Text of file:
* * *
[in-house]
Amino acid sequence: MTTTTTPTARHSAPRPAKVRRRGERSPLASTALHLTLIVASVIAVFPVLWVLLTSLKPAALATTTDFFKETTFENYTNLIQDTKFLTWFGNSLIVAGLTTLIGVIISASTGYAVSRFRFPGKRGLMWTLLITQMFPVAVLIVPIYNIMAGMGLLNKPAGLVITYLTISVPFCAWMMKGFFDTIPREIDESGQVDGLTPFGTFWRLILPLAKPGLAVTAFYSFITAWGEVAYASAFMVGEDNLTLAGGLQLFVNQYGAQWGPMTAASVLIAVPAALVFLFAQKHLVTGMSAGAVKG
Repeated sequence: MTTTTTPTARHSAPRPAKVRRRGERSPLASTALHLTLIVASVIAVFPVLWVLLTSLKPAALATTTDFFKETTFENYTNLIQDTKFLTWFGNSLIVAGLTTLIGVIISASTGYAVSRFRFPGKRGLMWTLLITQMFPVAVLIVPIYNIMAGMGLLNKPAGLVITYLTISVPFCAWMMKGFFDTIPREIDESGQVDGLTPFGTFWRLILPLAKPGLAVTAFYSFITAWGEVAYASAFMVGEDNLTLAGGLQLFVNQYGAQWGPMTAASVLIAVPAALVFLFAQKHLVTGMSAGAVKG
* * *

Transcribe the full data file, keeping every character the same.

[in-house]
Amino acid sequence: MTTTTTPTARHSAPRPAKVRRRGERSPLASTALHLTLIVASVIAVFPVLWVLLTSLKPAALATTTDFFKETTFENYTNLIQDTKFLTWFGNSLIVAGLTTLIGVIISASTGYAVSRFRFPGKRGLMWTLLITQMFPVAVLIVPIYNIMAGMGLLNKPAGLVITYLTISVPFCAWMMKGFFDTIPREIDESGQVDGLTPFGTFWRLILPLAKPGLAVTAFYSFITAWGEVAYASAFMVGEDNLTLAGGLQLFVNQYGAQWGPMTAASVLIAVPAALVFLFAQKHLVTGMSAGAVKG
Repeated sequence: MTTTTTPTARHSAPRPAKVRRRGERSPLASTALHLTLIVASVIAVFPVLWVLLTSLKPAALATTTDFFKETTFENYTNLIQDTKFLTWFGNSLIVAGLTTLIGVIISASTGYAVSRFRFPGKRGLMWTLLITQMFPVAVLIVPIYNIMAGMGLLNKPAGLVITYLTISVPFCAWMMKGFFDTIPREIDESGQVDGLTPFGTFWRLILPLAKPGLAVTAFYSFITAWGEVAYASAFMVGEDNLTLAGGLQLFVNQYGAQWGPMTAASVLIAVPAALVFLFAQKHLVTGMSAGAVKG